December 2, 2011

Guest post: Donna Buang took my mountain virginity

He’s only been cycling for six months, but the man they call the Donvale Demon is not shirking away from challenges. He’s already completed the 210km version of Around the Bay in a Day and now he’s training for the 3 Peaks Challenge in March. In this guest post, the Demon describes the challenge of climbing a mountain for the first time.

There must be a false-flat around the next bend, right?

How did it feel climbing Donna Buang, my first mountain, at 1080 vertical metres? Painful. A bit like the mountain was riding me. It hurt in three separate ways:

1. Physically:

After what felt like no time at all my legs were straining and shaking, my back, shoulders and arms hurting. And then I stopped. Less than a kilometre into the climb.

It could have been something to do with my pacing (I was riding with the Climbing Cyclist and trying to match his speed), my gearing, my fitness level, or a combination of all three.

I stopped. And not just once. Many times. The pattern went like this: I’d get my breath back and start climbing, pedaling as consistently as I could.

I’d feel good for a while and then, bang, I’d have to stop again. Immediately – like a bubble bursting. I reckon this happened 10 times at least, for a couple of minutes each pause: my head on the handlebars, my heart doing phat disco beats, sweat dripping off my body.

The compensation? Getting to the top felt good. So good I planted my face in the grass and lay there snorting mud, grinding the buttercups, coughing snot.

2. Psychologically:

I’ve read in several places, and been told by cyclists I know, that a high percentage of climbing success comes from mental preparedness. As a some-time meditator with a black belt in serenity I thought I was prepared for Donna Buang. But I wasn’t – not really.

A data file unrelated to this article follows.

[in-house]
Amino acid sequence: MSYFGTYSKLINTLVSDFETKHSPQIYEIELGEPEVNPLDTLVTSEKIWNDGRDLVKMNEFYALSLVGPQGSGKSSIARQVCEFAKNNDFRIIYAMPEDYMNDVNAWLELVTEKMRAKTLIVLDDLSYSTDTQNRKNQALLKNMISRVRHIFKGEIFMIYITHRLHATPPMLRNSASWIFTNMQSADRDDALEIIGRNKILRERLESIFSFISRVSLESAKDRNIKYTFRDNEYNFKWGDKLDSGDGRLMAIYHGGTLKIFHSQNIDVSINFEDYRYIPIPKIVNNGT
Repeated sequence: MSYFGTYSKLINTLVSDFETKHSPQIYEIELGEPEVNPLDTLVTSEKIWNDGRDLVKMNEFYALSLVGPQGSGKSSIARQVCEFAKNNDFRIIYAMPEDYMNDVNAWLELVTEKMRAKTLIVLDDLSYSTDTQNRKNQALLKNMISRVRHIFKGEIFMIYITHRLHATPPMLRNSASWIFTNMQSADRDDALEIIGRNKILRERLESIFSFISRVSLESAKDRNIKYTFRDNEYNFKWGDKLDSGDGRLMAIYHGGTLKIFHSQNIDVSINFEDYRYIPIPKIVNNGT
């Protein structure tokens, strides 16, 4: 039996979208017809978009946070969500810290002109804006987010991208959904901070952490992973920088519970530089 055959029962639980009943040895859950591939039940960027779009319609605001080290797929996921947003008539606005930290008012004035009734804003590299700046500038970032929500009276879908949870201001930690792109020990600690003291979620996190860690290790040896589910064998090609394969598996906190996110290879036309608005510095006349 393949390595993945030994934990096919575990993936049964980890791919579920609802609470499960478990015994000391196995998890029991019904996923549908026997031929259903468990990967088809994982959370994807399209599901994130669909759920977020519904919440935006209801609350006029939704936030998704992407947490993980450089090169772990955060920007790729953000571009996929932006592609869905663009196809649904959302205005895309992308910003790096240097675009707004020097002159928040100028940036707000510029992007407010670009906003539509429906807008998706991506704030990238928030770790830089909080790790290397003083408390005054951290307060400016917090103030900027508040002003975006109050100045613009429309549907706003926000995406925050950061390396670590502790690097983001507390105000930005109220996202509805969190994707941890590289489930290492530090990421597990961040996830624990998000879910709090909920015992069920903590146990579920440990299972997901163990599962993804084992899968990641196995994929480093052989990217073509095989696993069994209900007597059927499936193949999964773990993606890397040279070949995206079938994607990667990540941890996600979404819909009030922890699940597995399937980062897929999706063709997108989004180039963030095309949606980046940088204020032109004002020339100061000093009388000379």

I was mentally strong only as long as there was a bend ahead and I could convince myself there might be a flat, even a false flat, just round the corner. When I turned to see another stretch of tarmac heading upwards, onwards, I crumbled – not every time, but often enough for it to be unsettling.

The consolation? Again, getting to the top felt good. I was starting to think I’d need to stop short of the summit. The temptation to do a u-ey and fly headlong into an early descent was, at times, nearly overwhelming. Not caving in was good for me in the end.

3. Pride:

More than once when I had to stop suddenly I told the Climbing Cyclist, with what felt like my dying breath, to carry on without me. One of the only things more damaging to pride than the initial bruising is knowing someone else is there, pausing the Strava app on their phone, checking Facebook and munching a banana while you writhe about in deep physical and psychic distress [ed: my bad].

In response to my first post, a few people have suggested I pull the pin on 3 Peaks, that pretending to myself I can complete it is folly. No-one (I imagine) likes to be told this kind of thing. It brought back memories of being overlooked at football (soccer) trials at school and other little slights. It stung.